Can I describe this picture? I can try. The photo, in black and white, depicts "a line at the Oswego County Clerk's Office on Wednesday, where two additional employees were assigned to process permits." That quote is the photo caption. What the picture showed was a bunch of people in the line, but right at the center of attention was a young mother, back to the camera, speaking to two children (presumably hers) who were both facing towards the camera, and who beamed up at the mother with attentive smiles. 

Had this family waited overnight? Not clear. But what was clear to me was that this mother was letting her children know how important guns are. The girl was maybe ten years old, and the little boy was maybe seven. The mother had gone to a lot of trouble to get a permit that would allow her to buy a pistol, and to bring it into her home. All that trouble so she wouldn't need to do any training or "paperwork." The children would undoubtedly know (or learn) where that gun was located, once it was purchased and brought home. They'd be interested, since they had been part of the adventure of making it possible for their mother to have that gun at all. 
I really thought, as I saw that picture - I immediately thought - doesn't this mother know what she is doing? There is a real chance, now, that this cute little boy (or girl) will seek out that gun, sometime, just to touch it, just to feel its power, and that may result in that little boy, or girl, or some playmate, or the mother, or the children's father, or someone else, being killed by that gun - the gun that the mother is so clearly anxious to acquire, making clear to her children how important it is to have that gun.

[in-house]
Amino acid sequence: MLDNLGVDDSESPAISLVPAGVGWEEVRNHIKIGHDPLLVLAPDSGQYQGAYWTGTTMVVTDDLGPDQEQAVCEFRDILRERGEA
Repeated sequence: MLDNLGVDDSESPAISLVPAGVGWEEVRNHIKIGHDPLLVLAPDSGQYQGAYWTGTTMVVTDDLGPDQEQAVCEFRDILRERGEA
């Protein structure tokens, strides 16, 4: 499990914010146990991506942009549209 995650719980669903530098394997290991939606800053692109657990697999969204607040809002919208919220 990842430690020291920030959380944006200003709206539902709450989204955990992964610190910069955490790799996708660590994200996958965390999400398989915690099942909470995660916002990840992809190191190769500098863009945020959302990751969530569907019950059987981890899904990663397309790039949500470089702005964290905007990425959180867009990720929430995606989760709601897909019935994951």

Where did that picture go?
When we bring guns into our homes, we need to "get the picture." Guns don't belong where children can get them, and children shouldn't be taught that getting a gun is a wonderful accomplishment. War and guns are not healthy for children and other living things. When children get guns that is a bad sign for the future:

Oh, what did you see, my blue-eyed son?
Oh, what did you see, my darling young one?
I saw a newborn baby with wild wolves all around it
I saw a highway of diamonds with nobody on it
I saw a black branch with blood that kept drippin’
I saw a room full of men with their hammers a-bleedin’
I saw a white ladder all covered with water
I saw ten thousand talkers whose tongues were all broken
I saw guns and sharp swords in the hands of young children
And it’s a hard, and it’s a hard, it’s a hard, it’s a hard
And it’s a hard rain’s a-gonna fall

     -Bob Dylan, "A Hard Rain's A-Gonna Fall"

Image Credits:
(1) and (2) - https://www.nytimes.com/2022/08/31/nyregion/ny-gun-law-pistol-permits.html
(3) - https://democraticwoman.org/war-is-not-healthy-for-children-and-other-living-things-poster/

No comments:

Post a Comment

Thanks for your comment!